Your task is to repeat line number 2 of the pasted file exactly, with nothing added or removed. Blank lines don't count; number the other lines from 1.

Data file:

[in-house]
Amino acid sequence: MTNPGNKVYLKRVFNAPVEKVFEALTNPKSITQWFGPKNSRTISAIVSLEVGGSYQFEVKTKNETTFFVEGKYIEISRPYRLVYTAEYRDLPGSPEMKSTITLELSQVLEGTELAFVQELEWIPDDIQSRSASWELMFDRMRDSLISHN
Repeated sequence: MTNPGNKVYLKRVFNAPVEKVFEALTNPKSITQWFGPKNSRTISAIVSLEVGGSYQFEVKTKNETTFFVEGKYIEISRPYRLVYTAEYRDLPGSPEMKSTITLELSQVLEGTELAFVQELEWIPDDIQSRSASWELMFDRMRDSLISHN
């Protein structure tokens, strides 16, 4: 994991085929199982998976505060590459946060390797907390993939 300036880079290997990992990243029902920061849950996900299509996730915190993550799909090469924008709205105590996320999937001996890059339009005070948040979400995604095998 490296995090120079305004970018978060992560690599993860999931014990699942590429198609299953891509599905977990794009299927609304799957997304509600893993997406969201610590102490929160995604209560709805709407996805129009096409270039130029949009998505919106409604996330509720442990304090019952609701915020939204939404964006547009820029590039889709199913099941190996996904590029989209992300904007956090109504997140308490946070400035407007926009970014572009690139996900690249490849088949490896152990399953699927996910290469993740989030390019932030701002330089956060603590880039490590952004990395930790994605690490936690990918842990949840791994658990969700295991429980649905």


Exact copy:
Amino acid sequence: MTNPGNKVYLKRVFNAPVEKVFEALTNPKSITQWFGPKNSRTISAIVSLEVGGSYQFEVKTKNETTFFVEGKYIEISRPYRLVYTAEYRDLPGSPEMKSTITLELSQVLEGTELAFVQELEWIPDDIQSRSASWELMFDRMRDSLISHN